that face as if it were a vaginal orifice, and still manages to
communicate his sense of alienated unease to us, sans prosthetic
strangeness of the film. Wright wrote a a tearjerker asking us to
cry for a poor little prostitute and her hard-luck life; Cronenberg
took the script and turned it into a meditation on the perversities
inflicted on the human body. A teenage girl stands unsteadily in
a drugstore, faints in a pool of her own blood; a man is kept frozen
in a freezer, thawed out with a hairdryer, has his frosty fingers
snipped off; another strips naked standing in a ring of old men,
in an arcane ritual evoking everything from James Woods declaring
fealty to the New Flesh in Cronenberg's Videodrome (1983) to Jeremy
Irons in scarlet high-priest robes, ready to perform medical alchemy
in Dead Ringers (1988).
The naked man's body, incidentally, is covered with intricate tattoos
(in the Russian mafia, tattoos not only identify a person, it tells
his story--where he came from, what he's gone through, who he's
affiliated with) and Cronenberg's camera gazes upon those tattoos
as if they were some Ballardian message inscribed by aliens, or
worse; a message waiting for us to translate it, with no guarantee
at all that we will like what we read.
As the medium
for that message and Cronenberg's actor of choice nowadays when
it comes to internally conflicted, externally stoic protagonists,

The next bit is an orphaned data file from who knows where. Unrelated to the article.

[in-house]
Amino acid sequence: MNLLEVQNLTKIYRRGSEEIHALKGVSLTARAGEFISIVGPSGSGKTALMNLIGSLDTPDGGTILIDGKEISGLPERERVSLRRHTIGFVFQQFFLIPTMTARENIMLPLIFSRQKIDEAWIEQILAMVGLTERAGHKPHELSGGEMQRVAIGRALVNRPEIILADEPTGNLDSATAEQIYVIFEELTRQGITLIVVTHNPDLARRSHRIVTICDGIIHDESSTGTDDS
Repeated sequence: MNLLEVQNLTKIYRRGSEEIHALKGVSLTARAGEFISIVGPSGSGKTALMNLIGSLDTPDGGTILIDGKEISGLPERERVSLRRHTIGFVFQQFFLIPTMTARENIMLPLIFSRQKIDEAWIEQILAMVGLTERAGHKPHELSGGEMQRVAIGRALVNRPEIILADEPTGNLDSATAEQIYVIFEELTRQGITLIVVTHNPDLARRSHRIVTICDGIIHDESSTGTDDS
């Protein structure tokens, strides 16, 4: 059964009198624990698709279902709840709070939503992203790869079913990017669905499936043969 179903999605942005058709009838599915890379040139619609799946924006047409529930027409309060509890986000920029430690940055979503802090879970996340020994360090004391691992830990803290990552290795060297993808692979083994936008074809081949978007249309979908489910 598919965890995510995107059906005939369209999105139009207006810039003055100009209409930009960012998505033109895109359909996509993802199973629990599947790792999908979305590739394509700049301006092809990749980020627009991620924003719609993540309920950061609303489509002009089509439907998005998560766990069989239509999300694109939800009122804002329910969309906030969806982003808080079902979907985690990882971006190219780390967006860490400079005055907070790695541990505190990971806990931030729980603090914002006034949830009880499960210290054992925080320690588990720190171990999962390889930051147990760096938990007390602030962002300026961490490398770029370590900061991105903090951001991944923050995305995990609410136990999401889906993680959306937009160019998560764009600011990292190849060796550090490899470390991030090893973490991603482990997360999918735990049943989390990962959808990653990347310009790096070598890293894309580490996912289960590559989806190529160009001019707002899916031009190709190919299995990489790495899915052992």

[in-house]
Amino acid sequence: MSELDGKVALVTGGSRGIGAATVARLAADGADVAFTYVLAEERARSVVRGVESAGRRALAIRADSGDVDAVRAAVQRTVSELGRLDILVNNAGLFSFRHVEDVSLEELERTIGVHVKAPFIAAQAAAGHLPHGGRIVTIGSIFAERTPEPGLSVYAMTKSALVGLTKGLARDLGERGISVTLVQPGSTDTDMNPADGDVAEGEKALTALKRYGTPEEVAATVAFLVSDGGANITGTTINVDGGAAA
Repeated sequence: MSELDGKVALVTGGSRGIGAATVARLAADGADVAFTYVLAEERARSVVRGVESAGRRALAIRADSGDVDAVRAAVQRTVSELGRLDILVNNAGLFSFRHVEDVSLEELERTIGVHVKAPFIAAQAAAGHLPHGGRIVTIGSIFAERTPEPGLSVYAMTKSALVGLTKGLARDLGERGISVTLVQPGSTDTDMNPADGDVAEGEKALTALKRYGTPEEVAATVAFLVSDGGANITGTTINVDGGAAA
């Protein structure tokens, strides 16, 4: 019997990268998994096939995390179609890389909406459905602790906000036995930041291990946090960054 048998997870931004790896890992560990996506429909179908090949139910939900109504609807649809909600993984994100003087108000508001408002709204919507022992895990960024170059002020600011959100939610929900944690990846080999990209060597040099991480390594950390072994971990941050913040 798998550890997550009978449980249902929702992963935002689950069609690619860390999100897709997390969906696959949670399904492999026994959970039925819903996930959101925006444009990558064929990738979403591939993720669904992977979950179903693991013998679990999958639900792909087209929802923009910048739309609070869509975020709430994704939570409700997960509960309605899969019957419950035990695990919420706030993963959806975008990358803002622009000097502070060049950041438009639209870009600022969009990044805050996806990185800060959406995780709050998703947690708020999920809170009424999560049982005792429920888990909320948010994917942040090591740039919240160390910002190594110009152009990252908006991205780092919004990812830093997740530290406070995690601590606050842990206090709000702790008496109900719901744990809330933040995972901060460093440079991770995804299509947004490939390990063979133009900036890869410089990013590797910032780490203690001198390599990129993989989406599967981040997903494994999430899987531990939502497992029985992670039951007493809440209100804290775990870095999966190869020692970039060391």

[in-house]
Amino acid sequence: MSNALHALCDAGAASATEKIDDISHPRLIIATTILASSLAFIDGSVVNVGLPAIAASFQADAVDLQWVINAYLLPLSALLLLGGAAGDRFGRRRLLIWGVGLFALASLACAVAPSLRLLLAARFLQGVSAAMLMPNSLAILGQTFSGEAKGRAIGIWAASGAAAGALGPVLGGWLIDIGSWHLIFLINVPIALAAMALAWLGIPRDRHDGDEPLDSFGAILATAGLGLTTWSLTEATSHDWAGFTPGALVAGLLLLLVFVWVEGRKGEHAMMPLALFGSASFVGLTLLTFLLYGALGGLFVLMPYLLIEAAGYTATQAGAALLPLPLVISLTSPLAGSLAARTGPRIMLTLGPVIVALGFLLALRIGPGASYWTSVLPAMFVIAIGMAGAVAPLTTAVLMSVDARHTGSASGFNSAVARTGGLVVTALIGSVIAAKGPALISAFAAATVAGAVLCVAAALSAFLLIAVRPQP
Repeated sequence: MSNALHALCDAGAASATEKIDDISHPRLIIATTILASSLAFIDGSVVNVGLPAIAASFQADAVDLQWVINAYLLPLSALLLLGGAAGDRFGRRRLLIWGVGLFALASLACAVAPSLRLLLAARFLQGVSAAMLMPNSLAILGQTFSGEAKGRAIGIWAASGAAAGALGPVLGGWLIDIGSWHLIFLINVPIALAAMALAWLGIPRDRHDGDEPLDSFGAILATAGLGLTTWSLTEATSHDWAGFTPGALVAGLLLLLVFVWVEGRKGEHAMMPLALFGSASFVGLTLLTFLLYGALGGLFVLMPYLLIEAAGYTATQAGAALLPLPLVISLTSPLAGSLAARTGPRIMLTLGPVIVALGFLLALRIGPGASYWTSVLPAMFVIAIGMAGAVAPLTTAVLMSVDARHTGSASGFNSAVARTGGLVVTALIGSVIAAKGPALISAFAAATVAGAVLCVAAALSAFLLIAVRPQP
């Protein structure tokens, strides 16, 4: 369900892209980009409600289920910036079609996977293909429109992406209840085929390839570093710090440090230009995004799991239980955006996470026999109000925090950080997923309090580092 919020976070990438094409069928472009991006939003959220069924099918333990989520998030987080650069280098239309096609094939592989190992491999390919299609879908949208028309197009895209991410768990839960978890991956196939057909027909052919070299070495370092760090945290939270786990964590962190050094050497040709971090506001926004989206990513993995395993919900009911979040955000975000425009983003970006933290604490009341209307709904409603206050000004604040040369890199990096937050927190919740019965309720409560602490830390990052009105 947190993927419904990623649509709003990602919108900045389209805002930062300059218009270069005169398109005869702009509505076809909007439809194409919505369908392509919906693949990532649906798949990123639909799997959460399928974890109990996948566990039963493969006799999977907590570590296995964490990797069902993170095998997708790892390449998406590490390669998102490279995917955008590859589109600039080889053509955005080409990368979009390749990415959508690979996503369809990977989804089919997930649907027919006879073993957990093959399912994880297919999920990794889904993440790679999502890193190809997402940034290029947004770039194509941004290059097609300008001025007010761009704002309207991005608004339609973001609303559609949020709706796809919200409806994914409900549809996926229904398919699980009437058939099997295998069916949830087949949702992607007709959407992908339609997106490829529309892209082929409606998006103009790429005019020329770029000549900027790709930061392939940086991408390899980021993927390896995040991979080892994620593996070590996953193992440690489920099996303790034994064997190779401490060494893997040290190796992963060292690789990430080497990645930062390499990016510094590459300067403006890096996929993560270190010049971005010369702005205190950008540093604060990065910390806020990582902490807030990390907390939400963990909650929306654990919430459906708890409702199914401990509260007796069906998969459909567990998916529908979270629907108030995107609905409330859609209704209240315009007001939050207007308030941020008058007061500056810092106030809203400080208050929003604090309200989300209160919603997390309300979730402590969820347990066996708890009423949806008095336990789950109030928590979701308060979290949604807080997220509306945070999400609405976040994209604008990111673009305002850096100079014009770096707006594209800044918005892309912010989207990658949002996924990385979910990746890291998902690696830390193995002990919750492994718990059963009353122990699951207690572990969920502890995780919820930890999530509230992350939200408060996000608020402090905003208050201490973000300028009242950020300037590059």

Viggo Mortensen gives a marvelous performance. It isn't just the
accent, delivered with Meryl Streeplike skill; Mortenson moves differently
in this film, moves like a cautious, courtly Russian who knows he
has to navigate carefully through a strange city; his sense of alienation
from the culture and society around him, his inability to treat
anything and anyone outside of his "family" with any amount of ease
(he's perhaps at his most comfortable with Kiril, his boss' sociopathic
son, who happens to be in love with him) turns him into our default
surrogate--our eyes, in effect--in this world made just a tad unreal
by virtue of being filtered through Cronenberg's sensibilities.
mentions that he wanted to avoid guns in the film, and I think he's
right to do so--knives are so much more precise in the kind of damage
they can do to human flesh as demonstrated in his setpiece action
sequence, an attempted assassination in a bathhouse.
The sequence (an attempted rape via Kyril by way of Semyon?) has
the some of the homoerotic poetry of the sauna murder in Orson Welles'
great Othello (1952), some of the complex fight choreography and
stuntwork of the climactic prison shower riot in Mario O'Hara's
Kastilyong Buhangin (Castle of Sand, 1980)--well, perhaps not as
intricate as the riot; O'Hara was working with stuntman-turned-star
Lito Lapid and his daredevil colleagues, and they were given carte
blanche to do pretty much whatever they wanted--and some of the
sense of bloodletting and violated flesh of a Cronenberg film. Not
a perfect production, not by a long shot, but a fascinating, fascinating
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First published in Businessworld, 12.07.07.